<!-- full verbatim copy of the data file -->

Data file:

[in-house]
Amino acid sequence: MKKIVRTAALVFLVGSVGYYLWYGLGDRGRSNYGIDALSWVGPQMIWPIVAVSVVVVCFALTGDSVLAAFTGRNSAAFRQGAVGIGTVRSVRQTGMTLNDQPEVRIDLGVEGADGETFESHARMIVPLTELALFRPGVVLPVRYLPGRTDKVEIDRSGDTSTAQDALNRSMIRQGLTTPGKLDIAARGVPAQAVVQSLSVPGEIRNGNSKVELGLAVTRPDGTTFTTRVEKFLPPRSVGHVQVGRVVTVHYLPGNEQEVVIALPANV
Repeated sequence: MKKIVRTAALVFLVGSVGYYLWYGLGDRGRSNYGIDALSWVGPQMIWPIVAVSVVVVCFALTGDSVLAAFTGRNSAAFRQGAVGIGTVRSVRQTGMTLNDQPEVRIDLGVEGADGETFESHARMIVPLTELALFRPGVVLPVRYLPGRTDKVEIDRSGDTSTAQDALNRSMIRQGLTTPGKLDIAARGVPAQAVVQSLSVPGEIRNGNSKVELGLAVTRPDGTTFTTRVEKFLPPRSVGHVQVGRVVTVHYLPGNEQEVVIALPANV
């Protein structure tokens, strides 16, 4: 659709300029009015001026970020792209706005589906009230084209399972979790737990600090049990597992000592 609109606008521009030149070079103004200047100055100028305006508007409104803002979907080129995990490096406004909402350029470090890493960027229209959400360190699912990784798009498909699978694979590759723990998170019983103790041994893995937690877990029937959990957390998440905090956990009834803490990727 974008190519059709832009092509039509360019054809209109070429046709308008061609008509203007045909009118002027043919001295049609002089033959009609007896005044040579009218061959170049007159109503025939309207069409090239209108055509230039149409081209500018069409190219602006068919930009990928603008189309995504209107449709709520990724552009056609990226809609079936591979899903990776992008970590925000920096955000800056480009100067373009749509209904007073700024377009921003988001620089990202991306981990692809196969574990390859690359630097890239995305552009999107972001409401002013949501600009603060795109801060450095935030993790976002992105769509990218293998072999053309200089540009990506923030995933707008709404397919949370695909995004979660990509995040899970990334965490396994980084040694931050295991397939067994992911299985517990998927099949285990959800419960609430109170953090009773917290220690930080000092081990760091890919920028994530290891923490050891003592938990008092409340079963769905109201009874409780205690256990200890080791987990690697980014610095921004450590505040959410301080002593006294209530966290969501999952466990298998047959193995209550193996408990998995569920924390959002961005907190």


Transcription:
[in-house]
Amino acid sequence: MKKIVRTAALVFLVGSVGYYLWYGLGDRGRSNYGIDALSWVGPQMIWPIVAVSVVVVCFALTGDSVLAAFTGRNSAAFRQGAVGIGTVRSVRQTGMTLNDQPEVRIDLGVEGADGETFESHARMIVPLTELALFRPGVVLPVRYLPGRTDKVEIDRSGDTSTAQDALNRSMIRQGLTTPGKLDIAARGVPAQAVVQSLSVPGEIRNGNSKVELGLAVTRPDGTTFTTRVEKFLPPRSVGHVQVGRVVTVHYLPGNEQEVVIALPANV
Repeated sequence: MKKIVRTAALVFLVGSVGYYLWYGLGDRGRSNYGIDALSWVGPQMIWPIVAVSVVVVCFALTGDSVLAAFTGRNSAAFRQGAVGIGTVRSVRQTGMTLNDQPEVRIDLGVEGADGETFESHARMIVPLTELALFRPGVVLPVRYLPGRTDKVEIDRSGDTSTAQDALNRSMIRQGLTTPGKLDIAARGVPAQAVVQSLSVPGEIRNGNSKVELGLAVTRPDGTTFTTRVEKFLPPRSVGHVQVGRVVTVHYLPGNEQEVVIALPANV
């Protein structure tokens, strides 16, 4: 659709300029009015001026970020792209706005589906009230084209399972979790737990600090049990597992000592 609109606008521009030149070079103004200047100055100028305006508007409104803002979907080129995990490096406004909402350029470090890493960027229209959400360190699912990784798009498909699978694979590759723990998170019983103790041994893995937690877990029937959990957390998440905090956990009834803490990727 974008190519059709832009092509039509360019054809209109070429046709308008061609008509203007045909009118002027043919001295049609002089033959009609007896005044040579009218061959170049007159109503025939309207069409090239209108055509230039149409081209500018069409190219602006068919930009990928603008189309995504209107449709709520990724552009056609990226809609079936591979899903990776992008970590925000920096955000800056480009100067373009749509209904007073700024377009921003988001620089990202991306981990692809196969574990390859690359630097890239995305552009999107972001409401002013949501600009603060795109801060450095935030993790976002992105769509990218293998072999053309200089540009990506923030995933707008709404397919949370695909995004979660990509995040899970990334965490396994980084040694931050295991397939067994992911299985517990998927099949285990959800419960609430109170953090009773917290220690930080000092081990760091890919920028994530290891923490050891003592938990008092409340079963769905109201009874409780205690256990200890080791987990690697980014610095921004450590505040959410301080002593006294209530966290969501999952466990298998047959193995209550193996408990998995569920924390959002961005907190």